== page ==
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Lesson 1 Reflection

posted 1 Nov 2009, 00:22 by Roderick Chia   [ updated 1 Nov 2009, 05:27 ]

It seems like being late is a bad habit that our culture has yet to overcome. I remember being in the US and notice that people don't usually being late. It is something that in a more developed nation people just cannot accept. Perhaps when a country is more advanced, the value of time is higher and people start to respect each others time. During my lesson with batch 16 & 17, I decided that I shall wait for all to arrive before starting the lesson so as to education the class the importance of being on time. While waiting, we had general discussion about the meaning of money. However, I was also worried that delaying my lesson would unnecessarily punish those being early.

This time, I decided to adopt a more rewarding approach to those coming early.  I'll not start lesson proper before all that should attend had arrived but during the waiting time, I'll share tips of how to do well for EN105A.  I share on what I would like to see and how I give marks. Hope that those being early for my lesson would benefit from those sharing.

For this semester, I added 1 new slide to my first lesson to the class (refer to Lesson Blog of Batch 16 & 17 for the earlier lesson 1 slide).  This is due to my observation that I have to manage the mindset of the participants of EN105A.  I title the slide, "Nobody Owe You a Living" with the following pointers:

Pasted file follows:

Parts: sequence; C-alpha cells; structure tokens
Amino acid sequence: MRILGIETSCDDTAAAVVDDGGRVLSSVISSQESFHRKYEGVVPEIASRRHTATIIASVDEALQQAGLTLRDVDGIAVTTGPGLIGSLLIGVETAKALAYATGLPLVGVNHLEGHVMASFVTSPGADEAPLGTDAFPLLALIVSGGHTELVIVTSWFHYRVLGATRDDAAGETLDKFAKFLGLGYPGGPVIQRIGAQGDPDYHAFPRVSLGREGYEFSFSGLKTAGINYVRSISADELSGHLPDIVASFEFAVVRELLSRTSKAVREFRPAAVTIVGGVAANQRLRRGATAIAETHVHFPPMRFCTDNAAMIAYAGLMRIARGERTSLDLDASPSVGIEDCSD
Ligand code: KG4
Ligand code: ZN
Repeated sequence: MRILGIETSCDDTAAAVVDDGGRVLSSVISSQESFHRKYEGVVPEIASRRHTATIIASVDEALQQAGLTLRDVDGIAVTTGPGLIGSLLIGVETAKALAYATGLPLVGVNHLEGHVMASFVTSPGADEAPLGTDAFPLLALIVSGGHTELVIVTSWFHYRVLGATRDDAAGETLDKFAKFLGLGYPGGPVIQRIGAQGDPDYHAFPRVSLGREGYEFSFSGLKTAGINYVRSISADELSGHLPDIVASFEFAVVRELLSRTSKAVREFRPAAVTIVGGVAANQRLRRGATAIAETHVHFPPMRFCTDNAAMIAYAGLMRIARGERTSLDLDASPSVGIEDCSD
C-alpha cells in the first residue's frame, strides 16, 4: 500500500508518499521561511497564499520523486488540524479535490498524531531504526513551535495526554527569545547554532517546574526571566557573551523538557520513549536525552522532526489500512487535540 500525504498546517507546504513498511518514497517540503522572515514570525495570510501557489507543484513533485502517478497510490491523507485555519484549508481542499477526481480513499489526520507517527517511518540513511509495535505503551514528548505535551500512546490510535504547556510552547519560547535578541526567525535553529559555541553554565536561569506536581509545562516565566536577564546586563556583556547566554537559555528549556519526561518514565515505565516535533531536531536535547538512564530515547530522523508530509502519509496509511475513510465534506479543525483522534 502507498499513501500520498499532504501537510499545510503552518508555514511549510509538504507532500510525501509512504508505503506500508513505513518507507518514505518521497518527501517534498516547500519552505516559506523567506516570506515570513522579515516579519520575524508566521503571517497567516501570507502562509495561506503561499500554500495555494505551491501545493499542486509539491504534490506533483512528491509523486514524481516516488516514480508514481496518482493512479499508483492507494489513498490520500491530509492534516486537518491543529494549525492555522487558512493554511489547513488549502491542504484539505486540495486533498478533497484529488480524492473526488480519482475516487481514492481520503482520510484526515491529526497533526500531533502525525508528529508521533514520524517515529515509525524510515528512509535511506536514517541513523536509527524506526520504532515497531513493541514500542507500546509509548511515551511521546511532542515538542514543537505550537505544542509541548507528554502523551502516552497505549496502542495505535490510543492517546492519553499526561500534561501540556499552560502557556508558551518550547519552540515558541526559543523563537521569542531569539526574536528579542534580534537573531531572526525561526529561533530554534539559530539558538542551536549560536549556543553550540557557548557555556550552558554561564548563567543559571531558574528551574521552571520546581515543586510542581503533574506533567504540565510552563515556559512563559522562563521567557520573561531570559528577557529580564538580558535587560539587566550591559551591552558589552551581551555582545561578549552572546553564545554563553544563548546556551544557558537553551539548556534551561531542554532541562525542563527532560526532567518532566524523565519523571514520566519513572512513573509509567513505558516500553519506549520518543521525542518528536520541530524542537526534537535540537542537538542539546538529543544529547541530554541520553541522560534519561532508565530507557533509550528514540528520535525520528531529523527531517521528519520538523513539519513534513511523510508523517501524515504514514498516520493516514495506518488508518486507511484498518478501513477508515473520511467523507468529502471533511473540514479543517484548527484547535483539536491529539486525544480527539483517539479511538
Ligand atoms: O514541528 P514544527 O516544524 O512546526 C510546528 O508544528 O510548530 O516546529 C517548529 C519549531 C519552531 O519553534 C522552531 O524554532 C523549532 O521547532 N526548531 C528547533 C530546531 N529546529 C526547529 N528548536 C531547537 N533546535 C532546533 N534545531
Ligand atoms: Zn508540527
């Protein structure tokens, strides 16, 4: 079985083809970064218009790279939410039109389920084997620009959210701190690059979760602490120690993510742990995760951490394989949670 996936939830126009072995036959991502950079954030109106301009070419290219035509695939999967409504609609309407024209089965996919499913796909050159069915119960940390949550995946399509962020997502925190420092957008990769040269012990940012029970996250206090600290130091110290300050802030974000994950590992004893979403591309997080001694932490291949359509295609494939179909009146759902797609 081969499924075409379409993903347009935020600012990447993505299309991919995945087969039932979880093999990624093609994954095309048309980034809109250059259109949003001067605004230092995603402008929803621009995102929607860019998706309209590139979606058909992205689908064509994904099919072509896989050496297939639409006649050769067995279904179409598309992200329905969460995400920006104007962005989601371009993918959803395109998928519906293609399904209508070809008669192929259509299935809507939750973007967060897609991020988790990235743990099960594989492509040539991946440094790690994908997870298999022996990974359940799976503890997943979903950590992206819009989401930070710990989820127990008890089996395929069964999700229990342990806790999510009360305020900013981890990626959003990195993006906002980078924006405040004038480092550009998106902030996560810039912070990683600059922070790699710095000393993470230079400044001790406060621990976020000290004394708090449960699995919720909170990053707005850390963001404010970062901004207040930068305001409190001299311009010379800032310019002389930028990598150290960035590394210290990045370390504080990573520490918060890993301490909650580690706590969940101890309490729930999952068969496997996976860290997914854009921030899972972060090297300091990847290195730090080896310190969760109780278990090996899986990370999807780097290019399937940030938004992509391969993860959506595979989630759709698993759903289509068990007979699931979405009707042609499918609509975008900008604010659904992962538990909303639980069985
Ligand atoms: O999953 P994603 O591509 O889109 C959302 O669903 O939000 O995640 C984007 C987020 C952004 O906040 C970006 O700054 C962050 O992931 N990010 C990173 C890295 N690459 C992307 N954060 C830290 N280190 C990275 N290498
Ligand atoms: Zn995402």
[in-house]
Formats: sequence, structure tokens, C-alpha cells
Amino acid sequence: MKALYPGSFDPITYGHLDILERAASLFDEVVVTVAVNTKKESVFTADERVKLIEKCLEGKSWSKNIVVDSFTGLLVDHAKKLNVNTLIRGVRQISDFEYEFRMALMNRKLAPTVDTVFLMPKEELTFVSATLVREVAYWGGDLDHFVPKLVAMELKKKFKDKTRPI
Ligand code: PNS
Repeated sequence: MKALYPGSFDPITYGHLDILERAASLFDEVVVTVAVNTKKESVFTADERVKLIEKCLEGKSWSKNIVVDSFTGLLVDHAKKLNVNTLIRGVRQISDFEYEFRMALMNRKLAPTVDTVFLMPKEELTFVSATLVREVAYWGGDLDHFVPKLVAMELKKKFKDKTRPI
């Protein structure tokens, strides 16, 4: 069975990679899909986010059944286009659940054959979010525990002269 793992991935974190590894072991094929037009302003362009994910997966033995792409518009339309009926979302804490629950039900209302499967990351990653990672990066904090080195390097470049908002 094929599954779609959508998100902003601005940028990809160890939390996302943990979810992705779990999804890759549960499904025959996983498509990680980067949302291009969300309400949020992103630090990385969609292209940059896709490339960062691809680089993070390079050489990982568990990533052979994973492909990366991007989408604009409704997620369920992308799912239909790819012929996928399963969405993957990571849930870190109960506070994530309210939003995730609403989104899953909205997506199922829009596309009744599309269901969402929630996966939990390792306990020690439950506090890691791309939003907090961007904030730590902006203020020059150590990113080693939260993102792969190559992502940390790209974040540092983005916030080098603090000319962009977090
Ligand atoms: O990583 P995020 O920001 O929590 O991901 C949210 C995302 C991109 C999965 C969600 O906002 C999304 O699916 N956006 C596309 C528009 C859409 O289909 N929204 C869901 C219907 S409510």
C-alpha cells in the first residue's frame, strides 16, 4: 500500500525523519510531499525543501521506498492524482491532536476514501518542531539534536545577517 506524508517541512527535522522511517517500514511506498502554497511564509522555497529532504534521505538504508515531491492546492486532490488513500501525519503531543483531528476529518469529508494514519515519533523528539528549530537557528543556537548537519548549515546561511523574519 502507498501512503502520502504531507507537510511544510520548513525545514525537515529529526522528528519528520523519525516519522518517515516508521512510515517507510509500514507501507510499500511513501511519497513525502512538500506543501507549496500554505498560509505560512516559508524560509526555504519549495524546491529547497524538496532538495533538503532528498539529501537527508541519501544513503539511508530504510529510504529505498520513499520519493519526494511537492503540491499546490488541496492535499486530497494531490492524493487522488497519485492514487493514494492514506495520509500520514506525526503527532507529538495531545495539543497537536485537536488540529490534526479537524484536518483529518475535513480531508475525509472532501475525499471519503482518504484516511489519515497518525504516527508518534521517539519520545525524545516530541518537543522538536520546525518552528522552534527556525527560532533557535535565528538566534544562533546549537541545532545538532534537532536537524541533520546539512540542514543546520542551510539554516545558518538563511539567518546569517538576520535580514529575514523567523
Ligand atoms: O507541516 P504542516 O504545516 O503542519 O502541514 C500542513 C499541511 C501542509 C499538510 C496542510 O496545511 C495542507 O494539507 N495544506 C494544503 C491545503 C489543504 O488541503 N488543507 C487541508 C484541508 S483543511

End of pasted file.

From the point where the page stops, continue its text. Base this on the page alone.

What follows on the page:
• Try to make sure that you propose a win-win solution to any business partner or whoever you got your resource from
  • Others may give you special consensus or extra resource because they see you as student but such privilege does not last long
  • You have to outgrow your studentship someday and let's start the process today
  • Whoever support you on the basis of supporting entrepreneurial spirit, does not believe in your proposal but would like to believe in you
The reason why I want all to think like a real entrepreneur to begin with, rather than depending on empathy of 3Fs, is that practicing real venture creation at this time is lower cost then after graduation. Once you graduate, your opportunity cost will be much higher and your learning much costlier. Many of them feels that since NTU is so supportive of entrepreneurship education, it must also ensure reduction of red tapes to allow student ventures to spunk out within campus. I bet to differ.  The way to encourage the testing of venture creation should not based on artificial removal of real world obstacle. Those red tapes will always be there and entrepreneurs need to learn how to creatively overcome them. Once they are able to do so, real lesson is learned.  If NTU artificially remove those obstacles to show some successful campus ventures, those are not real ventures that would survive the real world senerio. Is this what we want to see? Once you can recognise this and change your mindset, you'll be more prepared to face the challenge of NTU red tapes if your venture required some form of NTU's partnership.